Holocene Paleoenvironmental Reconstruction of the Buor Khaya Peninsula - A Multiproxy Approach


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luise.eichhorn [ at ] uni-jena.de

Abstract

In order to make reliable predictions for future climatic trends in the Arctic, recent processes and former ecosystem dynamics during periods of climatic changes must be intensely studied. Even, because the high latitudes react fast to temperature changes, a warming could, amongst others, release the stored organic carbon from the permafrost deposits and become an essential source for greenhouse gas emissions. The study site is situated on the Buor Khaya Peninsula (71°34’N, 132°12’E) in the north east Siberian lowlands which were non-glaciated during the Pleistocene. Due to the missing isolation of an ice sheet, the ground is riddled with deep, continuous permafrost. Therefore, this region maintains typical continuous permafrost features. Focus of this study was the Holocene periglacial landscape dynamic of the peninsula which is strongly influenced by thermokarst processes until today. During the expedition “Laptev Sea – Buor Khaya 2010” in August 2010, two permafrost sediment profiles from a thermokarst depression (Alas) and an ice-rich Pleistocene remnant hill (Yedoma) were sampled. Today, the investigated profiles are exposed by the Laptev Sea as a result of coastal erosion. The Holocene paleoenvironmental reconstruction of the Buor Khaya Peninsula was accomplished using a multiproxy approach of geochronological, sedimentological, biogeochemical, and cryolithological parameters as well as macro fossils. Sediments were analysed for radiocarbon age, grain-size determination, mass specific susceptibility, gravimetric ice content, biogeochemistry (total organic carbon, total carbon, total nitrogen, stable carbon isotopes) and density fractionation. On ground-ice (texture ice, fissure ice and an ice wedge), stable hydrogen isotopes were measured as well as on recent lake water and precipitation. The profiles exposed three different stages of a periglacial landscape: a subaquatic stage of a thermokarst lake and a subaerial stage after the lake’s existence. The third stage refers to the initiation phase of a thermokarst development. Geochronological results based on six radiocarbon ages using macro plant remains, dated the profiles of Holocene age (8.000 ± 80 a BP and 4.760 ± 40 a BP). Both profiles show very poorly sorted sediment with a small peak in fine silt and a large peak in the coarse silt to fine sand fraction. The resulting bi- to polymodal grain-size distribution reveals polygenetic depositional regimes. The similarity of the grain-size distribution of both profiles suggests that Alas sediment was relocated due to thermokarst processes and originates from a Yedoma. Thermokarst lake sediments formed due to thermokarst processes with stable deposition conditions. Ostracods verified lake environments and plant macro fossils describe wet to boggy conditions. The disappearance of the lake is visible in the sedimentological and biogeochemical data. The freezing processes of the lake’s talik could be reconstructed from stable water isotopes of texture ice. An increasing mean grain size during the terrestrial deposition indicates higher transportation energies. The initiation stage of a thermokarst development shows sediment characterized by alternating peat-rich and silty layers. These different layers indicate changes from boggy to drier conditions which were caused by periodic active layer deepening and/or drainage. The density fractionation revealed the mechanical degradation of organic matter due to the steady freeze-thaw-cycles around the permafrost table. The frozen and thawed samples of the same material revealed no significant changes e.g. in the TOC content within approximately one year of incubation time.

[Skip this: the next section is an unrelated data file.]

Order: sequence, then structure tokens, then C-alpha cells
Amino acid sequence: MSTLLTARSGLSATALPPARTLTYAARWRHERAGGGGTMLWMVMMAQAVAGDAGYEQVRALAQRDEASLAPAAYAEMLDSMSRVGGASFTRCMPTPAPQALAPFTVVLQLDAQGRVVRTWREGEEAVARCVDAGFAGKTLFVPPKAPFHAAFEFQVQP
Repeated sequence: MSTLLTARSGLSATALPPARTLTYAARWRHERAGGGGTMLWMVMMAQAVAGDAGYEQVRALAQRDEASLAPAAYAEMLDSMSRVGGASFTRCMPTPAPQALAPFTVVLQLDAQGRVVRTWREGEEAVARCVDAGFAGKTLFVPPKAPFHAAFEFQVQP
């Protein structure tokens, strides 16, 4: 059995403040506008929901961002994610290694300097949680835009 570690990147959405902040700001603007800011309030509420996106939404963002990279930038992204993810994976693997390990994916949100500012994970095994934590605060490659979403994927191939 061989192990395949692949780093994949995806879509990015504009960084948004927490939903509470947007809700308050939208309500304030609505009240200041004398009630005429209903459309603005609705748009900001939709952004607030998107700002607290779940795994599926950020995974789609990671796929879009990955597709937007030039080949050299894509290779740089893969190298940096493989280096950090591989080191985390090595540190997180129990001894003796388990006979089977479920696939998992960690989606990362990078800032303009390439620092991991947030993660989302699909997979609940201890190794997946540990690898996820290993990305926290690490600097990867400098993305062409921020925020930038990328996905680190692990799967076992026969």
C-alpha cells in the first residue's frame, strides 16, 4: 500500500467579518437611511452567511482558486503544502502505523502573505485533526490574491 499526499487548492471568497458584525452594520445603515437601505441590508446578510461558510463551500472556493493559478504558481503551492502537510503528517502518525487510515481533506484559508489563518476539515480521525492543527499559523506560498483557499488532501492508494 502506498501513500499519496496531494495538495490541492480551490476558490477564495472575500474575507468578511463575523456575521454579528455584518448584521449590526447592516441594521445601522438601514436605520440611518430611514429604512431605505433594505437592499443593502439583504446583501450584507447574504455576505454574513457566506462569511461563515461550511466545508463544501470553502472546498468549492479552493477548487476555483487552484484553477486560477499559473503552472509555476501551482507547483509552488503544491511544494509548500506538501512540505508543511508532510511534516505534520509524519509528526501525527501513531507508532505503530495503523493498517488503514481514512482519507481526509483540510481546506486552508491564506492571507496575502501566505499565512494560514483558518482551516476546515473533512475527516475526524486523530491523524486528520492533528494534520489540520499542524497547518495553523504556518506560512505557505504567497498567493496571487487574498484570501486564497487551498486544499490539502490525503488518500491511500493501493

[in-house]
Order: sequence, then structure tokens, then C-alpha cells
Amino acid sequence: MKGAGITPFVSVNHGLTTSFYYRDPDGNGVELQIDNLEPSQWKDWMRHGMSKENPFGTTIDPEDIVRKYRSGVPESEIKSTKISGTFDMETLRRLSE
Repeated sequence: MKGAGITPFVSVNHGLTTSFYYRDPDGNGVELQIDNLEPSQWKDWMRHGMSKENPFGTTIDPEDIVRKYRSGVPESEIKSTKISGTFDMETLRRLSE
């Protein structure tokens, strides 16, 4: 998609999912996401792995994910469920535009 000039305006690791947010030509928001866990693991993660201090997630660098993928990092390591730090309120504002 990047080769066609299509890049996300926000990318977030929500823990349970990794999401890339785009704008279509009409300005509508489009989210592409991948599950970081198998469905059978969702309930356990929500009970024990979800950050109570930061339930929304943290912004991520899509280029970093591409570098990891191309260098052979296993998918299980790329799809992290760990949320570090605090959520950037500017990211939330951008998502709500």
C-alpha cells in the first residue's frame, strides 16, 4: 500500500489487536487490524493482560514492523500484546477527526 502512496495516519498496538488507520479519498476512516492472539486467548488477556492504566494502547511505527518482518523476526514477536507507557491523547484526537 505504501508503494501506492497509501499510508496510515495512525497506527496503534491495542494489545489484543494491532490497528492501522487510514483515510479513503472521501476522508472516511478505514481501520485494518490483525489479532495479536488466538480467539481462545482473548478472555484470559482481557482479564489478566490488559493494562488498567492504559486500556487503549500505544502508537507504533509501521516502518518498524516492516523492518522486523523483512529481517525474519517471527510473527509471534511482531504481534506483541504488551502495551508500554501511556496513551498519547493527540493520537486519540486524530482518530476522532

Item Type
Thesis (Diplom)
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Peer revision
Not peer-reviewed
Publication Status
Published
Eprint ID
32294
Cite as
Eichhorn, L. (2012): Holocene Paleoenvironmental Reconstruction of the Buor Khaya Peninsula - A Multiproxy Approach , Diplom thesis, Technische Universität Dresden and Alfred-Wegener-Institute Helmholtz-Zentrum für Polar- und Meeresforschung.


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